New blueprint aims to scale up seagrass restoration to boost biodiversity and ecosystem health

4 July 2024

A new seagrass blueprint released by Cawthron Institute hopes to pave the way for large-scale restoration efforts of seagrass meadows across the country, helping to support biodiversity, improve water quality and sequester carbon.

‘Restore the Meadows’ is a multi-year research programme led by Cawthron that began in 2022. The programme aims to trial seed-based seagrass restoration methods using a Nelson Haven case study that could inform scalable seagrass restoration efforts.

“Our aim was to develop an easy to use, step-by-step guide for groups and organisations with an interest in seagrass restoration,” said project co-leader Dr Anna Berthelsen.

“We’ve included simple methods wherever possible to help ensure as many people as possible can participate in seagrass restoration. Whilst specialist equipment is required for some activities, our goal is to continue to make this important restoration activity as easy as possible because we know that thriving seagrass meadows are vital for ecosystem health in coastal areas.”

Restoration projects around the world have achieved success by directly sowing seed into the wild. Until recently, seed-based restoration was not considered for Aotearoa New Zealand because seagrass flowering required for seed production was thought to be rare. However, Cawthron’s research has helped confirm that Aotearoa New Zealand’s only seagrass species, Zostera muelleri, flowers much more often than originally thought, and the team has successfully managed to germinate these seeds and develop seed-based restoration techniques.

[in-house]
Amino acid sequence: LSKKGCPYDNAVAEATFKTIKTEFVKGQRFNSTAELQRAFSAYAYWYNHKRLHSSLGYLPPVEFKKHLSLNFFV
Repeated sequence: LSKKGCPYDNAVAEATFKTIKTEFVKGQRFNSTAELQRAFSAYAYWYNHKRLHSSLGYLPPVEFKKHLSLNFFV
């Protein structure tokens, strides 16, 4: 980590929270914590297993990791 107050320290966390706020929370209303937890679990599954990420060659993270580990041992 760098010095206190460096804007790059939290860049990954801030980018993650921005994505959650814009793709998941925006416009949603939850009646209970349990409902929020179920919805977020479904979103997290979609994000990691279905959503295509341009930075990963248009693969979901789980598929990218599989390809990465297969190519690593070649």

“This shows the potential for using seeds to restore seagrass meadows across the country at scales required to achieve meaningful biodiversity, ecosystem health and carbon sequestration results, provided existing seagrass stressors are removed or reduced,” said Dr Berthelsen.

The seagrass blueprint covers how to plan and carry out seed-based seagrass restoration including collecting flowers; extracting, storing, germinating and sowing seeds; monitoring restoration success; and community engagement. It is specific to intertidal rather than subtidal seagrass, and does not include guidance on how to remove existing seagrass stressors prior to restoration.

“We are thrilled that within a couple of years we have been able to develop this blueprint to guide seed-based seagrass restoration activities in Aotearoa New Zealand. We’d love to see this programme evolve to include seagrass nurseries that produce flowers and seeds. If we can optimise restoration techniques and if environmental conditions are suitable, there’s a real chance that our precious seagrass meadows can begin to recover,” said Dr Berthelsen.

However, there are still key knowledge gaps to explore, such as field conditions for seeds and seedlings, and the team is seeking ongoing funding support to continue this important research.

To find out more or support these efforts, visit Cawthron’s Restore the Meadows webpage.

Join our seagrass experts, Drs Dana Clark, Anna Berthelsen, Dan Crossett, and Maureen Ho, for a webinar on 25 July at 11:30am. They’ll outline the Blueprint and share key information to help you get started with a successful restoration project. Click here to sign up for the webinar.

Restore the Meadows is made possible thanks to the support of mana whenua, partnerships with the Westpac New Zealand Government Innovation Fund, Port Nelson, OneFortyOne, Friends of Nelson Haven and Tasman Bay, the Simplicity Foundation, the University of Waikato, a Royal Society Catalyst Grant and a private donor.



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